Stan Freeman

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Stanley Freeman (April 3, 1920 - January 13, 2001) was an American composer, lyricist, musical arranger, conductor, and studio musician.

Biography[edit]

Born in Waterbury, Connecticut, Freeman studied classical piano in college and earned a Bachelor of Music degree from the University of Hartford. After serving in World War II, he joined Tex Beneke's big band, eventually leaving to perform as a pianist and later a comic in nightclubs.

Freeman's work as a studio musician included sessions with Frank Sinatra, Peggy Lee, Ella Fitzgerald, Percy Faith, Mabel Mercer, and Rosemary Clooney, for whom he played harpsichord on her hit "Come on-a My House."

Freeman's first Broadway project was the 1964 Buddy Hackett vehicle I Had a Ball. He also composed the score for Lovely Ladies, Kind Gentlemen, the short-lived 1970 musical adaptation of The Teahouse of the August Moon.

Freeman conducted Broadway concerts for Marlene Dietrich in 1967 and 1968 and provided arrangements for three of Michael Feinstein's Broadway outings.

Freeman was nominated for the 1992 Drama Desk Award for Outstanding Solo Performance/One Person Show for At Wit's End, a tribute to Oscar Levant.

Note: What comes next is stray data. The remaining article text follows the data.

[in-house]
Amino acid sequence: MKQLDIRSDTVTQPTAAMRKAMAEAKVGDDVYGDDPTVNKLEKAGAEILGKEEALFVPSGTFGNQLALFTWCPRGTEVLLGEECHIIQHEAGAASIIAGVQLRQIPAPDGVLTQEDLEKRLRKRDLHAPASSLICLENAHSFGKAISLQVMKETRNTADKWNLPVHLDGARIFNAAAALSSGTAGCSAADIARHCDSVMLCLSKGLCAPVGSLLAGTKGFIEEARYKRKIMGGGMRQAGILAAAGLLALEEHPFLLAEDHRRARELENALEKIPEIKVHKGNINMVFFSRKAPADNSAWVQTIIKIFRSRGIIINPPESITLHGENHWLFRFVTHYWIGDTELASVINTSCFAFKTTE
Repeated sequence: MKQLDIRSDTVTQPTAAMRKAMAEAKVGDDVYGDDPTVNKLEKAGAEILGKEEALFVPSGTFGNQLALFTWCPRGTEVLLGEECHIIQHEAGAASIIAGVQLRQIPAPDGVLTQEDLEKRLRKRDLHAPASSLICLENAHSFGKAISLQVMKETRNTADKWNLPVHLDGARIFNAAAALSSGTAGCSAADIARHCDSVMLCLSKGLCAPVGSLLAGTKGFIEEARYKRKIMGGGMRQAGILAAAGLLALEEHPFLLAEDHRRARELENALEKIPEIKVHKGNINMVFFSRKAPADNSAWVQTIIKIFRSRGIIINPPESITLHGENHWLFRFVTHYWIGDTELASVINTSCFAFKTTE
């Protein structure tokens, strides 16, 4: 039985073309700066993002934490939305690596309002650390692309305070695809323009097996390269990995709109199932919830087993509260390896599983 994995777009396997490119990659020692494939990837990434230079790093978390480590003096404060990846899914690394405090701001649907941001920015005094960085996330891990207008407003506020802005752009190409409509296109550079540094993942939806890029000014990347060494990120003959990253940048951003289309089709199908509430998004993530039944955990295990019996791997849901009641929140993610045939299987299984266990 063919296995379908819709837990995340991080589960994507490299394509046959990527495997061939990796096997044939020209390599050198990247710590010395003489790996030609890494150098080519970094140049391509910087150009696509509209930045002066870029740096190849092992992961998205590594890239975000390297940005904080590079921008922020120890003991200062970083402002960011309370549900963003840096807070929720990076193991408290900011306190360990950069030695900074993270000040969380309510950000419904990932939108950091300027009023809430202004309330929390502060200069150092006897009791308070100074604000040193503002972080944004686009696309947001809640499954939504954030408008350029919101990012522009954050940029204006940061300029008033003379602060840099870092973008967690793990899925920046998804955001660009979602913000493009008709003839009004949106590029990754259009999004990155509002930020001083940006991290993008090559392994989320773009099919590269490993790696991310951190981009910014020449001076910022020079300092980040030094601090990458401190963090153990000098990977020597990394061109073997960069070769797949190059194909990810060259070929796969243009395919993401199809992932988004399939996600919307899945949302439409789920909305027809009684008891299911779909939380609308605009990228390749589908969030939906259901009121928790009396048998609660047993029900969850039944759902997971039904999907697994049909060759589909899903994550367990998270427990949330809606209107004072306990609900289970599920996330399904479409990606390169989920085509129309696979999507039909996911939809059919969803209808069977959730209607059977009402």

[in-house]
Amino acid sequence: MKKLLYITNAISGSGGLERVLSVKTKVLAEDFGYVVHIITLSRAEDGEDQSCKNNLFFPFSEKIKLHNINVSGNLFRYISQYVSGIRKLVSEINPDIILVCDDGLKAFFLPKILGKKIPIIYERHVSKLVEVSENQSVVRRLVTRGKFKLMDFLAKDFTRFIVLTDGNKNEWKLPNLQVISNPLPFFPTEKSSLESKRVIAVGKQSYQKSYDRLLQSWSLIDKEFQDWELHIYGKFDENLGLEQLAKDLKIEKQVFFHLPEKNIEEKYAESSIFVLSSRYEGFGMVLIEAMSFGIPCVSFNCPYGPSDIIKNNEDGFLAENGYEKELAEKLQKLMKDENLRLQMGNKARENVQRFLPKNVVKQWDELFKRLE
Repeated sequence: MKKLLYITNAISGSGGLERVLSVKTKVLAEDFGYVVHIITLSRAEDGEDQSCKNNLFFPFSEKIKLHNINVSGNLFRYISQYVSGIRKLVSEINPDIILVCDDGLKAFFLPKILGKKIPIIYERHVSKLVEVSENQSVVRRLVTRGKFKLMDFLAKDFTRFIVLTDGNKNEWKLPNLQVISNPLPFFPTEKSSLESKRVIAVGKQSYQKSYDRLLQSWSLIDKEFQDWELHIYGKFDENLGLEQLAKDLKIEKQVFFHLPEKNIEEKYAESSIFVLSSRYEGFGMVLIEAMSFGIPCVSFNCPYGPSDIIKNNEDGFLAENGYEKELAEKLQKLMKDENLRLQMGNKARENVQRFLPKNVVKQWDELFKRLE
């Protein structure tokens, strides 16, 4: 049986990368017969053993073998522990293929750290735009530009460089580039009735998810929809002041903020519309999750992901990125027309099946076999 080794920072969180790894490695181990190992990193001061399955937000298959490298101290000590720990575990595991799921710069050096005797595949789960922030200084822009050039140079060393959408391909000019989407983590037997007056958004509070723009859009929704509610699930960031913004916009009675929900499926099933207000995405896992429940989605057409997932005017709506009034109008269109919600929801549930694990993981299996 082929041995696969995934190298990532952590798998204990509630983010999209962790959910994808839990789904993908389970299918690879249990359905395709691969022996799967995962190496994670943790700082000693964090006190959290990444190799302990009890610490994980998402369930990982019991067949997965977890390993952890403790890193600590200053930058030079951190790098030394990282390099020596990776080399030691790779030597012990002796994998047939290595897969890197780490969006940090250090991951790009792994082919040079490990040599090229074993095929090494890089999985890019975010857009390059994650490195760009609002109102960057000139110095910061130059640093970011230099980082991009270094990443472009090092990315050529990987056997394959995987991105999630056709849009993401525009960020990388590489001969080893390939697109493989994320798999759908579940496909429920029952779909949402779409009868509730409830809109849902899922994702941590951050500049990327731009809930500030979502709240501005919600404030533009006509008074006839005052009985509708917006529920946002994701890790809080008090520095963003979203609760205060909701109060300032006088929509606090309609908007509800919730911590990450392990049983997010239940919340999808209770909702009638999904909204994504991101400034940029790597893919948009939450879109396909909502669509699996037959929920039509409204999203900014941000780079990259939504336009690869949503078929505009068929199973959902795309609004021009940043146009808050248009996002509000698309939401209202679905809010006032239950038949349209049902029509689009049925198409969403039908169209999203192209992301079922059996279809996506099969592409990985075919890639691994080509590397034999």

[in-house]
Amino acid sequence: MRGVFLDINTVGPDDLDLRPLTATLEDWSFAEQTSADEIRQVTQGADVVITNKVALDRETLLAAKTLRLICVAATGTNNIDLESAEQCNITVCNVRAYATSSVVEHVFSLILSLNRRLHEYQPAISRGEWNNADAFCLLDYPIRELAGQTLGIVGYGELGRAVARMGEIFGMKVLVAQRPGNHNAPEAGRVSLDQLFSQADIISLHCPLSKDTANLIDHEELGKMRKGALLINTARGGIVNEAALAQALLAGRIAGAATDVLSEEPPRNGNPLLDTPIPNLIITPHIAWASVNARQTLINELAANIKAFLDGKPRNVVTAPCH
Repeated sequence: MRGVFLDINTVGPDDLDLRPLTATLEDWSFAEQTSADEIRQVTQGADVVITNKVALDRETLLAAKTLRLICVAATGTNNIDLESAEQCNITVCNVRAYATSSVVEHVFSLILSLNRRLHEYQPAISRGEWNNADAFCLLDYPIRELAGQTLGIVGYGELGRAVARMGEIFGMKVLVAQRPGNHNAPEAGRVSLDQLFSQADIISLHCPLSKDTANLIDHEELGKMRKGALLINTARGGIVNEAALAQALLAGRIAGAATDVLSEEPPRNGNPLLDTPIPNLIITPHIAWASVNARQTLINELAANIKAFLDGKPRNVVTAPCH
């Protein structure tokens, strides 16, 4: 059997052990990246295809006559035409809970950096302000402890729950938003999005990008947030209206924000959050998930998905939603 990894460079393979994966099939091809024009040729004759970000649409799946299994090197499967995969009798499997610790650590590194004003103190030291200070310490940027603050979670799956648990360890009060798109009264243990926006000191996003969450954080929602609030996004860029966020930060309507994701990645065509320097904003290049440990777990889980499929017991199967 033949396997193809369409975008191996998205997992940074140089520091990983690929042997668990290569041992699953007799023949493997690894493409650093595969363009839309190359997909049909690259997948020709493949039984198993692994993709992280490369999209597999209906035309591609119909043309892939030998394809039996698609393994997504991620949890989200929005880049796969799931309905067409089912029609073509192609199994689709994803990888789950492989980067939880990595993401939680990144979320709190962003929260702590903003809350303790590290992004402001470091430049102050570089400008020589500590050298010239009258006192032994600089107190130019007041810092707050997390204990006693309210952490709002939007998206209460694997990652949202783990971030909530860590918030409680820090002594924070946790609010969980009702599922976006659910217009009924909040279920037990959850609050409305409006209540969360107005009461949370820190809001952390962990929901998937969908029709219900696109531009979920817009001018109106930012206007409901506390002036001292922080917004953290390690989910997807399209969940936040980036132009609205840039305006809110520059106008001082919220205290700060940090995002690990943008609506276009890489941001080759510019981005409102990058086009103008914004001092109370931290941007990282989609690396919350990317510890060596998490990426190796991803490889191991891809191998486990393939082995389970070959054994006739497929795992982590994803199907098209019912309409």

Freeman's television work included composing special musical material for Carol Burnett and Mary Tyler Moore. With Arthur Malvin he shared the Emmy Award for Outstanding Achievement in Special Musical Material for the mini-musical Hi-Hat performed by Burnett with guest Fred Astaire on the January 8, 1978 episode of her eponymous television variety series.

Freeman's solo recordings include Piano Sweethearts, Piano Moods, Come on-a Stan's house: Stan Freeman at the Harpsichord, Fascination, Manhattan, At the Blue Angel, and Everybody's Twistin'.

Freeman died of emphysema in Los Angeles, California.

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